For Steve Jobs, every peripheral of design as well as functionality was important for him. He believed that the back of a gadget should look as good as the front, and is famously said to have expected the internal design to be exquisite as well. When asked why, his answer was, “Other engineers will see.” Steve attributed his passion for detail to his father who told him it was important to craft the backs of fences and cabinets even though they would never be seen.

7. Charisma counts

Steve Jobs showed us just how important charismatic leadership is in getting buy-in from the market. Apple was never quite the same under John Scully; it missed Steve’s flair. In the end, it took Steve’s return in 1997 to turn the company around.

From that point onwards, Apple soared to the top and in 2010 it was declared the world’s biggest company. Steve’s charisma largely shaped the Apple brand and was responsible for its cult following.

8. Simplicity sells

All the Apple products are easy to use because Steve Jobs resisted complexity. For him, ease of use came first. There is a simplicity of use and a minimalist aesthetic about each product that distinguishes Apple products from all its competitors.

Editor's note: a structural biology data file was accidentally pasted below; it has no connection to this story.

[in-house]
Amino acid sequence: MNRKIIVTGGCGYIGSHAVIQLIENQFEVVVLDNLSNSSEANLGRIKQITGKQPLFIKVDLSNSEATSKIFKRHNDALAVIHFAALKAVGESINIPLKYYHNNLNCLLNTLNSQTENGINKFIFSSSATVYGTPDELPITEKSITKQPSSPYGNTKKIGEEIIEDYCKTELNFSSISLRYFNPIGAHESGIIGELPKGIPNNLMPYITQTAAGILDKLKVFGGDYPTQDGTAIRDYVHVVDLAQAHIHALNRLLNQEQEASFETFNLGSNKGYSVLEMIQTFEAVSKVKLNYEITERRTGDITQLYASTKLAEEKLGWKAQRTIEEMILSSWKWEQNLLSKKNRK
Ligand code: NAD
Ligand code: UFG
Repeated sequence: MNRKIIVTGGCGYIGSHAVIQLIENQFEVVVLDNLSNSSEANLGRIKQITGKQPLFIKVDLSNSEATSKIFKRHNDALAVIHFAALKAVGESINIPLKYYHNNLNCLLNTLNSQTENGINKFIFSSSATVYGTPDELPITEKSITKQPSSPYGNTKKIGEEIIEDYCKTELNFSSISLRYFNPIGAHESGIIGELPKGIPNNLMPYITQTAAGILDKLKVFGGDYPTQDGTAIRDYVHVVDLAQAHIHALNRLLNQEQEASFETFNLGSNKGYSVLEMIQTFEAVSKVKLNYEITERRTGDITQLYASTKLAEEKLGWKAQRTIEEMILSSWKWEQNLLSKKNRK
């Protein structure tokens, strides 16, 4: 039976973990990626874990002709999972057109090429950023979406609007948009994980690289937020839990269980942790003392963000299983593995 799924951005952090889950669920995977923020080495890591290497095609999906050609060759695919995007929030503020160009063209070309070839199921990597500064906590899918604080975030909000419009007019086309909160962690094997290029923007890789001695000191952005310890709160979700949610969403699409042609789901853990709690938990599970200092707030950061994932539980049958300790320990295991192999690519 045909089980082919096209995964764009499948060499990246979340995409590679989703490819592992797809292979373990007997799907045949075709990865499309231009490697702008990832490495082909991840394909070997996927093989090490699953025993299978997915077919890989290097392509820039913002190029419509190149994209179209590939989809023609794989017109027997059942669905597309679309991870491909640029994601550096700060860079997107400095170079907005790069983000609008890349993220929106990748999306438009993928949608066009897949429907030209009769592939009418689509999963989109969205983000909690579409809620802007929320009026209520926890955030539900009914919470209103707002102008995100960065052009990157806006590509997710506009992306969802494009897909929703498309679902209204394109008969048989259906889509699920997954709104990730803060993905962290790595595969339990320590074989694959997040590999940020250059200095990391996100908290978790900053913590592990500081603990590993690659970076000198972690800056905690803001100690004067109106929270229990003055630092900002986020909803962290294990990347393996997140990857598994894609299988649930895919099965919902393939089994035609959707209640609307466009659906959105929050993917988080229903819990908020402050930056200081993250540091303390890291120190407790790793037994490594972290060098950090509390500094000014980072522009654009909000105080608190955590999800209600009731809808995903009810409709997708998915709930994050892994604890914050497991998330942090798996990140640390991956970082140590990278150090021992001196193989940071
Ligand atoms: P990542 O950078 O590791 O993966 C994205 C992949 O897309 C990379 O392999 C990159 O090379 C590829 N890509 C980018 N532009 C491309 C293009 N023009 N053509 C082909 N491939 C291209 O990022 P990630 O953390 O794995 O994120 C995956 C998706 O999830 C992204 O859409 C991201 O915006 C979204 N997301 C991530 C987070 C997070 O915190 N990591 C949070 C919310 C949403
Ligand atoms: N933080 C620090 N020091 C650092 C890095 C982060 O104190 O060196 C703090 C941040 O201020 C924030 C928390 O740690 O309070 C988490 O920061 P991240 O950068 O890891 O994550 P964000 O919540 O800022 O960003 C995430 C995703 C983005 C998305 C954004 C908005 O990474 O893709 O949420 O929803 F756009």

Jobs knew that in this complex high tech world, people want simplicity and are willing to pay more for it. His marketing messages emphasised this, showing a world where life is easy and manageable with his products.

9. Take a variety of routes to market

Steve Jobs did not feel pressured by mainstream market trends. He embraced every marketing opportunity and tried every route, from the conventional to the cutting edge. It seems that he favoured a spaghetti sticking to the roof approach, throwing it all up and seeing how much of it he could get to stick.

His marketing success came because he had a clear story to tell and he told it in any way that would create a seductive customer experience. He also ignored market analytics; instead he followed his intuition about where and how to tell the story about Apple.

10. Surround yourself with the best

Steve Jobs was famous for surrounding himself with talent. He strategically identified the people he wanted to have on his team and personally wooed them. Steve was determined to have the very best people to support him.

One such recruit was Tim Cook, who took over as CEO after Steve retired; Tim was the numbers man who was originally hired as the COO. Steve did not believe that he could do it all on his own, and the result is that he left Apple the legacy of an exceptional team of people to lead the company into the future.

Allon Raiz
Allon Raiz is the CEO of Raizcorp, the only privately-owned small business ‘prosperator’ in Allon Raiz is the CEO of Raizcorp. In 2008, Raiz was selected as a Young Global Leader by the World Economic Forum, and in 2011 he was appointed for the first time as a member of the Global Agenda Council on Fostering Entrepreneurship. Following a series of entrepreneurship master classes delivered at Oxford University in April 2014, Raiz has been recognised as the Entrepreneur-in-Residence at the University of Oxford’s Saïd Business School. Follow Allon on Twitter.